Patients with desmoid tumors seek both disease control and symptom improvement
- Desmoid tumors are locally aggressive, potentially morbid tumors of the soft tissues, with a tendency to infiltrate surrounding structures1-3
- Sometimes referred to as aggressive fibromatosis or desmoid fibromatosis, these mesenchymal tumors can be serious, debilitating and, in rare cases when vital organs are impacted, they can be life-threatening2,4,5
- Although they do not metastasize, desmoid tumors are associated with local recurrence rates ranging from 24% to 77% after surgical resection, regardless of margin status6,7,*
Based on retrospective, observational data. Factors associated with local recurrence postsurgery include tumor location, age of the participant, tumor size, margin status, and prior recurrence.8,13
“There is a risk of desmoid tumors arising from surgical trauma. Potential recurrence along with poor patient outcomes are points for a surgeon to consider.”Dr. Randall, MD, FACS Orthopedic Surgeon
Pathogenesis of desmoid tumors
- The pathogenesis of desmoid tumors is thought to be linked to dysregulated wound healing after trauma, such as childbirth, injury, or invasive surgery7,14-16
- Growth factors released during wound healing that promote beta-catenin activation may lead to recurrence of desmoid tumors14,17
Watch this video about desmoid tumor pathophysiology, management approaches, impact on patients, and more
New ICD-10-CM codes for desmoid tumors
New, location-specific ICD-10-CM codes for desmoid tumors, effective October 1, 2023.18 The availability of the new codes help enable healthcare providers to more appropriately document diagnoses of patients with desmoid tumors and may help improve patient care.
Effective October 1, 2023: NEW ICD-10-CM CODES for desmoid tumors.18 These location-specific diagnosis codes can be incorporated into your clinical practice.
Knowing how to identify desmoid tumor progression can lead to timely initiation of appropriate treatment
Progression can be symptomatic and/or radiographic. Symptomatic progression may precede radiographic progression.19 In fact, evidence of pain can be a prognostic indicator of progression and can be associated with worse outcomes.19-21
In a study conducted at Memorial Sloan Kettering Cancer Center, 58% of patients with desmoid tumors converted from active surveillance to first-line treatment without radiographic tumor progression.22,† In order to help improve patient outcomes, healthcare providers should assess for progression as early as possible with at least one of the following:
- Tumor growth documented by MRI or CT4,23,24
See desmoid tumor radiology and pathology
- Worsening of symptoms4,23,24
- Worsening impact on daily living (eg, functional impairment)4,23,24
Primary or recurrent desmoid tumor patients (n=160) were identified retrospectively from an institutional database. Among the patients on initial observation for whom serial MRIs were available, there were 14 of 24 (58%) who underwent active treatment that did not experience tumor growth as defined by RECIST criteria.22
Learn about treatment options after early identification of desmoid tumor progression.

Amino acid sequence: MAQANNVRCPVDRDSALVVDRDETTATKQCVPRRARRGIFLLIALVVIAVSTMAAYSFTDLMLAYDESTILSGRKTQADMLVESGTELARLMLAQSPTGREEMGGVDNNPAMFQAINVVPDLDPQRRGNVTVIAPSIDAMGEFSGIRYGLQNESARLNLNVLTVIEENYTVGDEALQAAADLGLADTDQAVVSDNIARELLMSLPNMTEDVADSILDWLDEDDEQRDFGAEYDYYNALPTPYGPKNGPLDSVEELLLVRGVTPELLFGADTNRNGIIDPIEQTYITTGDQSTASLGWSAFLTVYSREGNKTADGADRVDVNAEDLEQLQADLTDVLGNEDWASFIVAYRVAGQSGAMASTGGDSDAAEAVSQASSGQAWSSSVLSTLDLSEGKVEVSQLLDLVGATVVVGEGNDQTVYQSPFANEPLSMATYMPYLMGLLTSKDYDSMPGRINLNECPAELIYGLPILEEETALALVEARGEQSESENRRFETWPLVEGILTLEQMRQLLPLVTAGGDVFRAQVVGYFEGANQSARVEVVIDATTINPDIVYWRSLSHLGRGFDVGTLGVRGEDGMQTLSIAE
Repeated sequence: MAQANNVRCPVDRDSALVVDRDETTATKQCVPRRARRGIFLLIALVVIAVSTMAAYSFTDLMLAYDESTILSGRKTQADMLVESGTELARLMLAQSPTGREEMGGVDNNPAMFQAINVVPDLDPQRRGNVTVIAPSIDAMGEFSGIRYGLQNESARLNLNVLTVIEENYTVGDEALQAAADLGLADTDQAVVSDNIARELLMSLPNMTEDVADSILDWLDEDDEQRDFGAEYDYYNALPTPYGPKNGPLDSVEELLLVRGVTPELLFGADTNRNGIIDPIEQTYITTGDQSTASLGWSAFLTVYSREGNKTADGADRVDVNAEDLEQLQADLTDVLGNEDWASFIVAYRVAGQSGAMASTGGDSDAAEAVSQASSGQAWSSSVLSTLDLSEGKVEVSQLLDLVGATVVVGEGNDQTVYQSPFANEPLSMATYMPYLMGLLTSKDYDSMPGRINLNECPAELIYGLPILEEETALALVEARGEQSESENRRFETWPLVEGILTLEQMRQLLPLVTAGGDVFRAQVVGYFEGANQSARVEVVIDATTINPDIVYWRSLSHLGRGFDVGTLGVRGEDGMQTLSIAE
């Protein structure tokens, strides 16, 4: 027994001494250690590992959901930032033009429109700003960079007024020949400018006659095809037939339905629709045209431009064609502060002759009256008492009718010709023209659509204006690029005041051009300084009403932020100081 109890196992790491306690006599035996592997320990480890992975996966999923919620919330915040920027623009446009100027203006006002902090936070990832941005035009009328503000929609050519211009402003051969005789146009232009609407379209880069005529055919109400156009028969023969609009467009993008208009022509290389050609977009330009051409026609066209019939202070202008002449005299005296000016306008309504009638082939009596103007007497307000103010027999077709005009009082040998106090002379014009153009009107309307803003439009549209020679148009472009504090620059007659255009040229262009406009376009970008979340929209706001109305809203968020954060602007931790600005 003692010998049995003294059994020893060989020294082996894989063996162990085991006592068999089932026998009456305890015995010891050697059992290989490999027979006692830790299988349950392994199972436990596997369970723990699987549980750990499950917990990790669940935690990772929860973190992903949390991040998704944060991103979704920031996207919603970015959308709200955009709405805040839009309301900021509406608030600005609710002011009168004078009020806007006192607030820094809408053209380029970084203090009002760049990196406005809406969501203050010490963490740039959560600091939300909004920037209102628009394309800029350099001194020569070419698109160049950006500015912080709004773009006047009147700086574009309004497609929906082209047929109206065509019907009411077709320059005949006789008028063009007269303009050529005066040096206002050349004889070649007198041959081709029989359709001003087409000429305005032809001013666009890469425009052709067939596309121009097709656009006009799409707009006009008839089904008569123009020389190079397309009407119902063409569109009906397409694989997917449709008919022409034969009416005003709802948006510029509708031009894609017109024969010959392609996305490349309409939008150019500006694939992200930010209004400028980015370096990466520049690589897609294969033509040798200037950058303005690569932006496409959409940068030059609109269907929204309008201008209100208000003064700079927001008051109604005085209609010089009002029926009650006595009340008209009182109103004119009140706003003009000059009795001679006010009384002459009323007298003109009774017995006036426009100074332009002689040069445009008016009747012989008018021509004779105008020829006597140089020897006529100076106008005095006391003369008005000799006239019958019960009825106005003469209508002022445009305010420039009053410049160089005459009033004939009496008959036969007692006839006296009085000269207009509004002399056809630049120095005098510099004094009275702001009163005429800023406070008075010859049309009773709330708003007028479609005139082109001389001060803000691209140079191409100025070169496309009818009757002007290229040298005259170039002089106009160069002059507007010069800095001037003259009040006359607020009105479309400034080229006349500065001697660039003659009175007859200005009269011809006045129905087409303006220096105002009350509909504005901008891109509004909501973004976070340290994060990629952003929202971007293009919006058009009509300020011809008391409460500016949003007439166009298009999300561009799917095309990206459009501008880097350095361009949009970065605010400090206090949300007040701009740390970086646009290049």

Burden of Disease
Calling desmoid tumors “benign” is misleading
- Because of their histology and inability to metastasize, desmoid tumors are sometimes described as “benign.”5,25 However, that description can understate their potential impact on patients’ daily lives
- “Benign” can also suggest a manageable course of treatment, which may not be true for your patients5
- The true borders of desmoid tumors may not be identifiable as they can infiltrate surrounding tissue, compressing muscles, nerves, and vessels, and complicating attempts to obtain clean margins without leading to morbidity7,14,26
See images of tumor specimens post-resection
- Patients may experience severe pain, limited function and mobility, and compromised quality of life25,27
- As desmoid tumors locally invade the bodies of patients, the physical toll can feel almost impossible to escape, and is often magnified by psychological, emotional, social, and even professional burdens25,28,29
“Let’s describe this disease as it actually is. Because it isn’t benign. It doesn’t metastasize. But it is life altering. It’s life changing.”DeAnn, a real person living with a desmoid tumor
See how desmoid tumors may infiltrate patients’ lives below.
Patients with desmoid tumors report a variety of physical and psychological burdens27
In many patients, pain severity and burden of disease can lead to anxiety and depression.25,27,30
Data from a Memorial Sloan Kettering/Desmoid Tumor Research Foundation patient-reported outcome (PRO) validation study included patients with desmoid tumors (n=31, age range 20-68, 77% female). Patients participated in 60-minute qualitative phone interviews to provide their perspectives on disease symptoms and impact on their quality of life. The majority of the patients in this study were symptomatic (84%). Tumor site and type varied across patients. The concepts discussed during interviews were used to develop a draft patient-reported outcome scale, which was further refined in cognitive interviews of additional patients with desmoid tumors (n=15).27